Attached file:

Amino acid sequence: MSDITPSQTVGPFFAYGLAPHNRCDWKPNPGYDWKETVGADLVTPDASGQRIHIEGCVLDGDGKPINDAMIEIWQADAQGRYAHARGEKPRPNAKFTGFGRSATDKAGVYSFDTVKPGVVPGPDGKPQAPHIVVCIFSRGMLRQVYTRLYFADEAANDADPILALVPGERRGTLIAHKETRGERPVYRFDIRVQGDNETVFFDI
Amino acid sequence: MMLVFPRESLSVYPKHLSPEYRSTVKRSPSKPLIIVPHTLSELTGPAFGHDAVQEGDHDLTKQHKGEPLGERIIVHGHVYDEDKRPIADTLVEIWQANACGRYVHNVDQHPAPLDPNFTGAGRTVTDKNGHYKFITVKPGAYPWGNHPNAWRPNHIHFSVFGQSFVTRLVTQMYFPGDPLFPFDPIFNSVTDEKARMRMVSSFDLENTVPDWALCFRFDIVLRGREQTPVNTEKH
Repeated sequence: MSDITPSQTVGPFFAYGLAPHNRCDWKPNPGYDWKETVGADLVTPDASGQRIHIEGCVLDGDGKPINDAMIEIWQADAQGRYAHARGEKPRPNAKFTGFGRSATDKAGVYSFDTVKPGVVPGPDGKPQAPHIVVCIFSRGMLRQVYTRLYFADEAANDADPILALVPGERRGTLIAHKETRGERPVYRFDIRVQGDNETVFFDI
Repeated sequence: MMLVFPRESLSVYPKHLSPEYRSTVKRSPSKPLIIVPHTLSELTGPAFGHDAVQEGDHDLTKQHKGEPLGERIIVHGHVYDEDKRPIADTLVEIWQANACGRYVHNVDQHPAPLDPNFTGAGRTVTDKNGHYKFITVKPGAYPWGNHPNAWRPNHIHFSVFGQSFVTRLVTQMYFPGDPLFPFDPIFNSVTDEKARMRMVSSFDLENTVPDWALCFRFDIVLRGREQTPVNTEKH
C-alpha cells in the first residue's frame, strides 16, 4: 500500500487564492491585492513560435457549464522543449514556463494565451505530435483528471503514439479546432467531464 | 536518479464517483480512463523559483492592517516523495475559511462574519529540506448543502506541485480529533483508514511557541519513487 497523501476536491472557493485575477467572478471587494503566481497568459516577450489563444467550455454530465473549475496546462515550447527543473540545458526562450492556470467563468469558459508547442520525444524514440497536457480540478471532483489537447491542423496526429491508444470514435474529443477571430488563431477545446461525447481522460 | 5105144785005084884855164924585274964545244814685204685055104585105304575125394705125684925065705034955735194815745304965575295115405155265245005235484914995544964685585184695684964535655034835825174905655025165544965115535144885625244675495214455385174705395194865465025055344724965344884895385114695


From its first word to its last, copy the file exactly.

Amino acid sequence: MSDITPSQTVGPFFAYGLAPHNRCDWKPNPGYDWKETVGADLVTPDASGQRIHIEGCVLDGDGKPINDAMIEIWQADAQGRYAHARGEKPRPNAKFTGFGRSATDKAGVYSFDTVKPGVVPGPDGKPQAPHIVVCIFSRGMLRQVYTRLYFADEAANDADPILALVPGERRGTLIAHKETRGERPVYRFDIRVQGDNETVFFDI
Amino acid sequence: MMLVFPRESLSVYPKHLSPEYRSTVKRSPSKPLIIVPHTLSELTGPAFGHDAVQEGDHDLTKQHKGEPLGERIIVHGHVYDEDKRPIADTLVEIWQANACGRYVHNVDQHPAPLDPNFTGAGRTVTDKNGHYKFITVKPGAYPWGNHPNAWRPNHIHFSVFGQSFVTRLVTQMYFPGDPLFPFDPIFNSVTDEKARMRMVSSFDLENTVPDWALCFRFDIVLRGREQTPVNTEKH
Repeated sequence: MSDITPSQTVGPFFAYGLAPHNRCDWKPNPGYDWKETVGADLVTPDASGQRIHIEGCVLDGDGKPINDAMIEIWQADAQGRYAHARGEKPRPNAKFTGFGRSATDKAGVYSFDTVKPGVVPGPDGKPQAPHIVVCIFSRGMLRQVYTRLYFADEAANDADPILALVPGERRGTLIAHKETRGERPVYRFDIRVQGDNETVFFDI
Repeated sequence: MMLVFPRESLSVYPKHLSPEYRSTVKRSPSKPLIIVPHTLSELTGPAFGHDAVQEGDHDLTKQHKGEPLGERIIVHGHVYDEDKRPIADTLVEIWQANACGRYVHNVDQHPAPLDPNFTGAGRTVTDKNGHYKFITVKPGAYPWGNHPNAWRPNHIHFSVFGQSFVTRLVTQMYFPGDPLFPFDPIFNSVTDEKARMRMVSSFDLENTVPDWALCFRFDIVLRGREQTPVNTEKH
C-alpha cells in the first residue's frame, strides 16, 4: 500500500487564492491585492513560435457549464522543449514556463494565451505530435483528471503514439479546432467531464 | 536518479464517483480512463523559483492592517516523495475559511462574519529540506448543502506541485480529533483508514511557541519513487 497523501476536491472557493485575477467572478471587494503566481497568459516577450489563444467550455454530465473549475496546462515550447527543473540545458526562450492556470467563468469558459508547442520525444524514440497536457480540478471532483489537447491542423496526429491508444470514435474529443477571430488563431477545446461525447481522460 | 5105144785005084884855164924585274964545244814685204685055104585105304575125394705125684925065705034955735194815745304965575295115405155265245005235484914995544964685585184695684964535655034835825174905655025165544965115535144885625244675495214455385174705395194865465025055344724965344884895385114695